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Thousands of skilled training dollars going unused in Okanagan, Kamloops

Image Credit: Pexels/Mikael Blomkvist

There's a real shortage of skilled workers in the construction and manufacturing industries in Kamloops and the Okanagan.

The BC Construction Association reported the number of skilled tradespeople in the province fell by 4% last year, yet Okanagan College is struggling to find enough people willing to become apprentices, despite the federal government offering up to $10,000 per person as a hiring bonus.

“One of the biggest things that employees need – from hearing from the apprentices coming through the college – is housing,” Jessica Pak, apprentice hiring project coordinator with the college, told

“It’s really hard to create a stable ground here because there’s just no places for them to live or rent because it’s such a high cost.”

READ MORE: Southern Interior construction industry facing serious issues

Last year the federal government offered funding of $5,000 to employers for each apprentice they hired. The amount can be doubled if the apprentice is a woman, Indigenous, has disabilities, is a newcomer to Canada, LGBTQ2 or a visible minority.

One example of that is Fedir Solovei who moved to Vernon after Russia invaded his native Ukraine last year.

“Highly accomplished as an engineer in Ukraine, and with some experience in general construction, Fedir enjoys creating projects with wood and noted the difference in the use of wood in BC construction practices,” reads an article about him written by Okanagan College’s media department. “That interest led Fedir to apply for a position with Vernon’s Thompson and Sons Construction as a carpenter’s helper where he was hired immediately, finding a supportive environment where he could take control of his future and get into the workforce.”

The company received the full $10,000 federal grant, which can be used in any way the employers see fit, such as wage assistance, tools, training or housing.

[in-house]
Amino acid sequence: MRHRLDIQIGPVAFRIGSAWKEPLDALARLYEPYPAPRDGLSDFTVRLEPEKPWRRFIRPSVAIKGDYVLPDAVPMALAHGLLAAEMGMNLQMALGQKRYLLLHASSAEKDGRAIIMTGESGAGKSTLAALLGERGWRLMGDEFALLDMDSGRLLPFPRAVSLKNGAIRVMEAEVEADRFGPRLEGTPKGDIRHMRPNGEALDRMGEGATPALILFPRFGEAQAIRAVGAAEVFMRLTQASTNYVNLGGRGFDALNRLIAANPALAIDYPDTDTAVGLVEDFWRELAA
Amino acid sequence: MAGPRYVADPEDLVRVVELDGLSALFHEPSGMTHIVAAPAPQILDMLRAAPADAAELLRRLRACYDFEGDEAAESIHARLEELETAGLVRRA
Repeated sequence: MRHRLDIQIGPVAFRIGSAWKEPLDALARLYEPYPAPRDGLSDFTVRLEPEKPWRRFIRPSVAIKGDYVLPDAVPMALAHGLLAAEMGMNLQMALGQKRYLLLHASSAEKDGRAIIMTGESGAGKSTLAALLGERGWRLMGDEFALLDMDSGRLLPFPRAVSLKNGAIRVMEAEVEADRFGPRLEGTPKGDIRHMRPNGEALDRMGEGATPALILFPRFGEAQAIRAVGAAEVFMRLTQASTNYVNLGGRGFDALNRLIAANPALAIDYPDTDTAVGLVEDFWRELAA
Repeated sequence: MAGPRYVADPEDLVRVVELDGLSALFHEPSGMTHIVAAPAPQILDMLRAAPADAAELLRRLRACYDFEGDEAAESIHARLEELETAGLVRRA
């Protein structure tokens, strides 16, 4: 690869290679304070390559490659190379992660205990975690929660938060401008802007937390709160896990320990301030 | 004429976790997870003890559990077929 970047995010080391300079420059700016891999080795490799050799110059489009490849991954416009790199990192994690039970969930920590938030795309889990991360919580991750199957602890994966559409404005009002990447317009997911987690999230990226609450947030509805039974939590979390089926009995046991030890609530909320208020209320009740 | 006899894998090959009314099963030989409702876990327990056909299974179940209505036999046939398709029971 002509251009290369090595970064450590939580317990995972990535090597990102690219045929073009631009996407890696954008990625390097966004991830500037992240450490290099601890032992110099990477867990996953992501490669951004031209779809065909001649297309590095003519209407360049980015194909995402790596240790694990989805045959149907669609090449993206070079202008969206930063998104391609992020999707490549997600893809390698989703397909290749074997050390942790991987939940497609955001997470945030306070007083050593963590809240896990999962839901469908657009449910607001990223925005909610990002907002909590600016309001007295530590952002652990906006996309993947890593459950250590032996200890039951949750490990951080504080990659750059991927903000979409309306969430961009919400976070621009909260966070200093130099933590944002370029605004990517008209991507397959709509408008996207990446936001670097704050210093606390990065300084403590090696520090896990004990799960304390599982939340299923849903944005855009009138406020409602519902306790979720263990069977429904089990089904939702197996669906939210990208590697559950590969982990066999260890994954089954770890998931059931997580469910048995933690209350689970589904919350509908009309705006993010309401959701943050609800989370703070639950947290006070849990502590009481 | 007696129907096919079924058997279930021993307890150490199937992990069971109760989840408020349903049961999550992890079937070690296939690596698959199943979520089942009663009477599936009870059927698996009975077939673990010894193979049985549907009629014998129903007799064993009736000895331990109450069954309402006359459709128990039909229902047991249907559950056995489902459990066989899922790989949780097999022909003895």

Okanagan College got $3 million in funding that runs through until the end of March 2024. So far, it has paid for about 100 apprentices and the college hopes to double that.

"There just are not enough apprentices," the college's Pak said.

Many other organizations also qualified for the funding so there is strong competition for apprentices within the Okanagan. Other organizations are also having challenges meeting their targets there, Pak said.

As a result, the college expanded its offerings into the Kamloops and Shuswap regions.

“Our college relations team is actually working on a story from one of our employers in Kamloops who has hired a paraplegic to work for his custom framing company,” Pak said in an email. “I’m still working with the employer to get the necessary documents so I can hand out the funding to him. The employer plans to use the funding to accommodate the apprentice in the field in any way possible.”

There are 39 construction and manufacturing trades that qualify for the funding, ranging from boiler maker and sprinkler fitter to the more traditional carpenters and plumbers and even tower crane operators.

Given the shortage of labour, employers who have gone to the college to speak to entry level classes are suggesting wages starting around $30 an hour rather that the traditional low $20s, Pak said. They are also offering benefits.

While some trades, such as electricians, are looking for people who have some training others don’t require any prior experience.

Apprentices generally take in-school training for five to 10 weeks through four levels to get their red seal certification.

They can collect employment Insurance while at school and can get up to $4,000 paid out after completing the various levels of training. The full apprenticeship usually takes about four years.

“We’re targeting a lot of the small business, meaning they have anywhere from one to less than 100 employees and typically it’s probably around 20,” Pak said. “Those individuals just don’t have the admin side of things to really know what’s going on around here so we’re trying to do a simple search, school search and advertise locally to get to those individuals who, more than likely, just have no idea that this is available.”

For more information on the program, go here or contact Jessica Pak via email here.

To contact a reporter for this story, email Rob Munro or call 250-808-0143 or email the editor. You can also submit photos, videos or news tips to the newsroom and be entered to win a monthly prize draw.

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